I’m the best choice for NPP - Addai-Nimoh
In a campaign that dares the established names and faces, Mr Francis Addai-Nimoh says he offers energy, youthfulness, neutrality, a unifying force and the ‘David’ factor in the contest to become the New Patriotic Party’s flag bearer for the 2016 presidential election.
The Member of Parliament (MP) for Mampong in the Ashanti Region is one of seven aspirants vying for the presidential candidacy on the party’s ticket, and he says he remains the choice with the brightest prospect not only to win power for the NPP, but also to redeem the nation from the prevailing economic crisis.
In an interaction with the media in Wa before heading into a meeting with the Upper West Regional executive of the party, the 49-year-old civil engineer said, “In life, we make progress; there comes a point in time when a leader emerges depending on the prevailing circumstances."
He said such a time had arrived within the NPP for redirection to prosecute the agenda of winning political power and breathing new life into the socio-economic development of the country.
“I am a unifier, a neutral and a David in the NPP, in that I am the youngest of the seven aspirants just like David in the Bible.
“Leadership is not only about the age of a candidate; it is also about the maturity and competence of the individual,” he said.
In the discussion which spanned the various sectors of the Ghanaian economy and the solutions that could solve the apparent challenges, Mr Addai-Nimoh displayed knowledge of the national geography, the people’s cultures and the opportunities that lie in even the remotest parts.
He said he acquired such knowledge when he was in charge of monitoring and evaluation at the Ministry of Roads and Highways and his job demanded that he travel to the ends of Ghana’s boundaries.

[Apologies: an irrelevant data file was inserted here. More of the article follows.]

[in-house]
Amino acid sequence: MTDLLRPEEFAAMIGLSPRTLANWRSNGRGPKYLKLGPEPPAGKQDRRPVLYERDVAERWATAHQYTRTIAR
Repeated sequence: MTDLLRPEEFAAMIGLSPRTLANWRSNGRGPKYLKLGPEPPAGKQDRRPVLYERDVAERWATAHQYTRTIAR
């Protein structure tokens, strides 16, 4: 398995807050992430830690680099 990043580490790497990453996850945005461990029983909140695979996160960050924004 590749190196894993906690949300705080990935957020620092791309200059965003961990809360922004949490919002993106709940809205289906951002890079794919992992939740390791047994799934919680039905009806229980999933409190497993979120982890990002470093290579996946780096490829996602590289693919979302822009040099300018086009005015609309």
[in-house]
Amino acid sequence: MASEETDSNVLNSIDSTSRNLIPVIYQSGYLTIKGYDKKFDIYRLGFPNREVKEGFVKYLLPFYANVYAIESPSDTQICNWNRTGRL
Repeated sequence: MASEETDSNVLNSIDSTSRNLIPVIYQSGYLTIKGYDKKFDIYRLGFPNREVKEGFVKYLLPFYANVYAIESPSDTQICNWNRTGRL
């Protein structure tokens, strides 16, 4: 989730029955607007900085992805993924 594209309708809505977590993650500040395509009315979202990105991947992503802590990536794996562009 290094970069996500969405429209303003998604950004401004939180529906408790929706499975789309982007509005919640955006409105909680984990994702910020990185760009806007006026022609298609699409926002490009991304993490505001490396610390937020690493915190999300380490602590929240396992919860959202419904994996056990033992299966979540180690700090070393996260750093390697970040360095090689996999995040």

He said his upbringing and education, including the O’Level days at the Navrongo Secondary School in the Northern Region, inculcated in him the values of selflessness, credibility and care, which he showed to the party faithful and eventually to the entire nation.
The two-term MP holds a second degree in Public Administration and is currently the ranking member of the parliamentary sub-committee on environment, science and technology. These credentials, he said, would be translated into solving the basic needs of the country by working to ensure food sufficiency and food security.
“When you are able to feed the people, you liberate their minds to think about other matters that bring development,” he said.
As perhaps the least known face among the seven aspirants, he reckoned the challenge that faced his campaign, but said, “it is always possible to rise from unknown to known as David in the Bible did."
He said the recent phenomenon of public endorsement of some candidates by party delegates was in contravention of the rules that governed the process.
Mr Addai-Nimoh said it was incumbent on the candidates in the race to demonstrate strict adherence to the rules which forbade delegates, including parliamentarians, from publicly endorsing candidate(s) in the election process.
“I am not intimidated by these public endorsements, but it is most unfortunate since they contravene the spirit and letter of the guidelines,” he said.
He urged his supporters to be decorous throughout the campaign period and urged other candidates to act in ways that would not jeopardise the harmony and unity of the party.
“The leaders must demonstrate the tolerance and decorum they preach. There must be no place for hypocrisy,” Mr Addai-Nimoah said.